More bodies recovered from AirAsia crash, wreckage still not found

World Today

After nearly a week of searching for the victims of AirAsia Flight 8501, rescue teams battling monsoon rains had their most successful day yet on Friday, more than tripling the number of bodies pulled from the Java Sea. (AP Photo)

10 more bodies were recovered from the AirAsia crash site arrived in Surabaya, Indonesia on Friday night.

After nearly a week of searching for the victims of Flight 8501, rescue teams battling monsoon rains recovered 21 bodies on Friday, bringing the total to 30, officials said.

Some of the bodies pulled from the Java Sea were still strapped to their seats.

In addition to looking for victims, Search and Rescue Agency chief Henry Bambang Soelistyo said ships from Indonesia, Malaysia, Singapore and the U.S. are scouring the ocean floor as they try to pinpoint wreckage and the all-important black boxes.

The data recorder contains crucial information like engine temperature and vertical and horizontal speed; the voice recorder saves conversations between pilots and other sounds coming from inside the cockpit.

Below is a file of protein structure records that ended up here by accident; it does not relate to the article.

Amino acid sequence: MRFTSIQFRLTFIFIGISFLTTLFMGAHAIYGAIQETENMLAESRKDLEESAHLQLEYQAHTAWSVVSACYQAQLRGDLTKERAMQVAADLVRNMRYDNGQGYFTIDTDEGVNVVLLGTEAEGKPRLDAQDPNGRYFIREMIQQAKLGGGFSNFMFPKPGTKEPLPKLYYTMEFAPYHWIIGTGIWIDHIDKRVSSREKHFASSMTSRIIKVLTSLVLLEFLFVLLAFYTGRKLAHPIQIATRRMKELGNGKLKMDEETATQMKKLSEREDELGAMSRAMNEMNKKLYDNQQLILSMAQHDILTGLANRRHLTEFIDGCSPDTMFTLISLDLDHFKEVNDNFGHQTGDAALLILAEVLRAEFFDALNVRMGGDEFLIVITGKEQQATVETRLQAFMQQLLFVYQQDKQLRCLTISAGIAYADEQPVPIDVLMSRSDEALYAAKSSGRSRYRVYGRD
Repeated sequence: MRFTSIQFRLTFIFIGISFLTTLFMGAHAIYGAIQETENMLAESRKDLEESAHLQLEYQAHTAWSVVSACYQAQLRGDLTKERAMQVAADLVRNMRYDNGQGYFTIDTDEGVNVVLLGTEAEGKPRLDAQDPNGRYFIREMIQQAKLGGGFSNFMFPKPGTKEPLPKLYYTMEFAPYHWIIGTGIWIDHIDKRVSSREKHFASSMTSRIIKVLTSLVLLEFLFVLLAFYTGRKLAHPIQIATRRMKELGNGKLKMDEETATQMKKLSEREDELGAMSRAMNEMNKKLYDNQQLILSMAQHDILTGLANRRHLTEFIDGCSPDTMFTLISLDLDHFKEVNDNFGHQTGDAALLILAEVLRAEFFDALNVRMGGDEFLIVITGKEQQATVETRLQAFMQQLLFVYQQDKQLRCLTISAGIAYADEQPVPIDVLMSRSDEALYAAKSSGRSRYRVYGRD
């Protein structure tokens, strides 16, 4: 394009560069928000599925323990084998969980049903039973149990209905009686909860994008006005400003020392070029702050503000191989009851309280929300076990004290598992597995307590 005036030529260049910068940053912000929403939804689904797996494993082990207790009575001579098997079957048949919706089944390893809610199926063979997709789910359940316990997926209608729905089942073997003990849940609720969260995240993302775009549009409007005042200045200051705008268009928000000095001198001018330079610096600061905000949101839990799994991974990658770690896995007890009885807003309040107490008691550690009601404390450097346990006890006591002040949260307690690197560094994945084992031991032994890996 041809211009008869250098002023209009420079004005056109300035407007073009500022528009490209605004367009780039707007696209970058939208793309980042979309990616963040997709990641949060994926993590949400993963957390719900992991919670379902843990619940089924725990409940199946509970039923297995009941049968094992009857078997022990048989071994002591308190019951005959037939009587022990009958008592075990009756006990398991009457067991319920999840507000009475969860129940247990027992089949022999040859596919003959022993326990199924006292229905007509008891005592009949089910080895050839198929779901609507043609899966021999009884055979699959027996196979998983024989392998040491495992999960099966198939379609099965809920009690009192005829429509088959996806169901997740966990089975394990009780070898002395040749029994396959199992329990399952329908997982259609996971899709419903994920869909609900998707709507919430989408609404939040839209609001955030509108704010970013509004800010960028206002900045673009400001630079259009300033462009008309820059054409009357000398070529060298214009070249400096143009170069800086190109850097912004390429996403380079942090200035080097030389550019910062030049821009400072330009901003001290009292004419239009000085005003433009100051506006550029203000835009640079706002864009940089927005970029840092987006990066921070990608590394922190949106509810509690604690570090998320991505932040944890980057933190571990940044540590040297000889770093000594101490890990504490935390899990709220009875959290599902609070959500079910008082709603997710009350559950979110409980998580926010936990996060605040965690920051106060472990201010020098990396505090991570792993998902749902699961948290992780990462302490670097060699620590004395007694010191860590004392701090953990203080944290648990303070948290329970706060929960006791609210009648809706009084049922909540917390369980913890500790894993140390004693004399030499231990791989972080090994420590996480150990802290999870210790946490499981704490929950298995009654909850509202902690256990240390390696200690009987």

“Now, the two ships are struggling against huge waves toward Pangkalan Bun, but so far they have not arrived,” Sulistyo added.

He said that huge waves up to five meters high hampered search and rescue operations on Friday. A drizzle and light clouds covered the area Friday, and rain, strong winds and high waves were forecast until Sunday. Strong sea currents have also kept debris moving.

Nine planes, many with metal detecting equipment, were also scouring a 13,500-square-km area off Pangkalan Bun. “We will focus on underwater detection,” said Sulistyo, adding that ships from Indonesia, Malaysia, Singapore, the United States had been on the scene since early Friday to try to locate wreckage and flight data and cockpit voice recorders.

Flight path OF AirAsia 8501

The multi-national search operation based in Pangkalan Bun, the town in southern Borneo closest to the search area, was bolstered on Friday by experts from France’s BEA accident investigation agency, which attends all Airbus crashes.

Officials said the French team’s hydrophones – sophisticated underwater acoustic detection devices – and towed sonar equipment brought by other international experts could not be used because of high waves.

But naval vessels from Indonesia, the United States and Singapore with in-built anti-submarine capabilities were using sonar to sweep the sea floor.

The Airbus A320 carrying 162 passengers and crew went down on Sunday, halfway into a flight from Surabaya, Indonesia’s second-largest city, to Singapore.

Minutes before losing contact, the pilot told air-traffic control he was approaching threatening clouds, but was denied permission to climb to a higher altitude because of heavy air traffic.

It remains unclear what caused the plane to plunge into the sea.

Report was compiled with information from The Associated Press, Reuters and Xinhua. 


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